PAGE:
Diabetes comes from Greek, and it means a "siphon". Aretus the Cappadocian, a Greek physician during the second century A.D., named the condition diabainein. He described patients who were passing too much water (polyuria) - like a siphon. The word became "diabetes" from the English adoption of the Medieval Latin diabetes.

In 1675, Thomas Willis added mellitus to the term, although it is commonly referred to simply as diabetes. Mel in Latin means "honey"; the urine and blood of people with diabetes has excess glucose, and glucose is sweet like honey. Diabetes mellitus could literally mean "siphoning off sweet water".

In ancient China people observed that ants would be attracted to some people's urine, because it was sweet. The term "Sweet Urine Disease" was coined.

Controlling Diabetes - Treatment Is Effective And Important

All types of diabetes are treatable. Diabetes type 1 lasts a lifetime, there is no known cure. Type 2 usually lasts a lifetime, however, some people have managed, through a lot of exercise, diet and excellent body weight control to get rid of their symptoms without medication.

Researchers from the Mayo Clinic Arizona in Scottsdale showed that gastric bypass surgery can reverse type 2 diabetes in a high proportion of patients. They added that within three to five years the disease recurs in approximately 21% of them. Yessica Ramos, MD., said "The recurrence rate was mainly influenced by a longstanding history of Type 2 diabetes before the surgery.  This suggests that early surgical intervention in the obese, diabetic population will improve the durability of remission of Type 2 diabetes." (Link to article)

Patients with type 1 are treated with regular insulin injections, as well as a special diet and exercise.

Patients with Type 2 diabetes are usually treated with tablets, exercise and a special diet, but sometimes insulin injections are also required.

If diabetes is not adequately controlled the patient has a significantly higher risk of developing complications.

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Complications linked to badly controlled diabetes:

  • Eye complications - glaucoma, cataracts, diabetic retinopathy, and some others.
  • Foot complications - neuropathy, ulcers, and sometimes gangrene which may require that the foot be amputated
  • Skin complications - people with diabetes are more susceptible to skin infections and skin disorders
  • Heart problems - such as ischemic heart disease, when the blood supply to the heart muscle is diminished
  • Hypertension - common in people with diabetes, which can raise the risk of kidney disease, eye problems, heart attack and stroke
  • Mental health - uncontrolled diabetes raises the risk of suffering from depression, anxiety and some other mental disorders
  • Hearing loss - diabetes patients have a higher risk of developing hearing problems
  • Gum disease - there is a much higher prevalence of gum disease among diabetes patients
  • Gastroparesis - the muscles of the stomach stop working properly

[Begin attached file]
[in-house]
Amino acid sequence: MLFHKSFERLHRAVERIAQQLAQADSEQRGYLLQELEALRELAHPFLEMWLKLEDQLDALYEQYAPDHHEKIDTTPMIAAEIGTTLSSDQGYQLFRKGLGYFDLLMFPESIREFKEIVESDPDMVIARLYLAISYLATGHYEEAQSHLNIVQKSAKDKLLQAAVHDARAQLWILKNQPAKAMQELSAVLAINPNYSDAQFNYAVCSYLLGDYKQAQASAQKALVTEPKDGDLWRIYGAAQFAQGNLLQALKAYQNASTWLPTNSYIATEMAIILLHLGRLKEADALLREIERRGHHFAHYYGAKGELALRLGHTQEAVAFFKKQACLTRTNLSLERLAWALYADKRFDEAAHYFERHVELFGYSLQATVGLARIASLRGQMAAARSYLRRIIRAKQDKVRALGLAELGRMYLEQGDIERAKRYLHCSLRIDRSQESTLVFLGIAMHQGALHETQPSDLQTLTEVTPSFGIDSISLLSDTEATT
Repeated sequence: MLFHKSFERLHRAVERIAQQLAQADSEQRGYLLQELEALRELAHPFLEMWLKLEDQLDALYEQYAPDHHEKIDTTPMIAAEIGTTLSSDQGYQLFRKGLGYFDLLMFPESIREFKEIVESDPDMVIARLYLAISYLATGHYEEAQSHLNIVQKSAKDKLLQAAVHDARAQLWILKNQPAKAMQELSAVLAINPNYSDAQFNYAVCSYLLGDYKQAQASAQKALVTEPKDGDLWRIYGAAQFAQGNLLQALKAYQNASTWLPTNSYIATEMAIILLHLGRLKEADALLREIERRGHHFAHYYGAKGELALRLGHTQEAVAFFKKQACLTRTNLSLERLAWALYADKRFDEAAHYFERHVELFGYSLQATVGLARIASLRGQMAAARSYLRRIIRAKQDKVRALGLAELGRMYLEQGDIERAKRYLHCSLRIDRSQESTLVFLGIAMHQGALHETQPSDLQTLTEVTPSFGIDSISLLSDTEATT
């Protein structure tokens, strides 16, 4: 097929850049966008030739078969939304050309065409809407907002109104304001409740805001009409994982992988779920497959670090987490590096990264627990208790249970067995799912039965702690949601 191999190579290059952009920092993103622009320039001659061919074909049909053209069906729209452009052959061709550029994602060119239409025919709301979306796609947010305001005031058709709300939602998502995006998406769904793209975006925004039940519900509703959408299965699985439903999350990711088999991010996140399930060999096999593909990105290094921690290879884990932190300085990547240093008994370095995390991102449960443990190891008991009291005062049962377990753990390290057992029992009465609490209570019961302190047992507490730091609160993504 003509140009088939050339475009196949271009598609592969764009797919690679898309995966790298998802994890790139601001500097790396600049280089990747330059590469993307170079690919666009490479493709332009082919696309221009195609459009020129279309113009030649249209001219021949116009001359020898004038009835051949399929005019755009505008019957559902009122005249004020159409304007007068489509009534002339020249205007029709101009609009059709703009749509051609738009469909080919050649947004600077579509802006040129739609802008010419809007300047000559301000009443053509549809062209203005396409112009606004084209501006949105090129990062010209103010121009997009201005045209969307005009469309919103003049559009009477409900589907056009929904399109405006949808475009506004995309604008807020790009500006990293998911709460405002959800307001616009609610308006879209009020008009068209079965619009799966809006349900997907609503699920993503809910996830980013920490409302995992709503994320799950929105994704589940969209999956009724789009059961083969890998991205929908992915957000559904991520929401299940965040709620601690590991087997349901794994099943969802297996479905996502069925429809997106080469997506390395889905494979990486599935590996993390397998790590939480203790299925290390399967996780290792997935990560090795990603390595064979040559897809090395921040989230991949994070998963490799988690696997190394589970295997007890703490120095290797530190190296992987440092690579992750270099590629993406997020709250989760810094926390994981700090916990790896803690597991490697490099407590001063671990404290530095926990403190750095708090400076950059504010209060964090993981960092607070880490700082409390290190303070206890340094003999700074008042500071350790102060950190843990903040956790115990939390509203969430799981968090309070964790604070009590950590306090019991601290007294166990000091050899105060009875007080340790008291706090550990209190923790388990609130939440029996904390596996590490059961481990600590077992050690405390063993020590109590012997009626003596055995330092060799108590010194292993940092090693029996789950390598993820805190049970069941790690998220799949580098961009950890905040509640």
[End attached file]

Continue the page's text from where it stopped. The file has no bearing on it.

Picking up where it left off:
• Ketoacidosis - a combination of ketosis and acidosis; accumulation of ketone bodies and acidity in the blood.
  • Neuropathy - diabetic neuropathy is a type of nerve damage which can lead to several different problems.
  • HHNS (Hyperosmolar Hyperglycemic Nonketotic Syndrome) - blood glucose levels shoot up too high, and there are no ketones present in the blood or urine. It is an emergency condition.
  • Nephropathy - uncontrolled blood pressure can lead to kidney disease
  • PAD (peripheral arterial disease) - symptoms may include pain in the leg, tingling and sometimes problems walking properly
  • Stroke - if blood pressure, cholesterol levels, and blood glucose levels are not controlled, the risk of stroke increases significantly
  • Erectile dysfunction - male impotence.
  • Infections - people with badly controlled diabetes are much more susceptible to infections
  • Healing of wounds - cuts and lesions take much longer to heal

USA - 2011 National Diabetes Fact Sheet

How many Americans have diabetes or pre-diabetes?

  • 8.5% of the US population have diabetes - 25.8 million children and adults.

    Researchers from the Jefferson School of Population Health (Philadelphia, PA) published a study which estimates that by 2025 there could be 53.1 million people with the disease. (Link to article)


  • 18.8 million people have been diagnosed with diabetes

  • About 7 million people with diabetes have not been diagnosed.

    Even though type 2 diabetes rates in the USA have risen sharply, Timothy Lyons, MD, who is presently Director of Research of the Harold Hamm Diabetes Center in Oklahoma City says that the disease is still not being detected promptly. He added that the lag in diagnosis involves both patients and doctors. (Link to article)


  • About 79 million people have pre-diabetes

  • 1.9 million people aged 20 years or more were newly diagnosed with diabetes in 2010

  • 215,000 (0.26%) people younger than 20 years have diabetes

  • Approximately 1 in every 400 kids and teenagers has diabetes

  • 11.3% of people aged 20+ years have diabetes; a total of 25.6 million individuals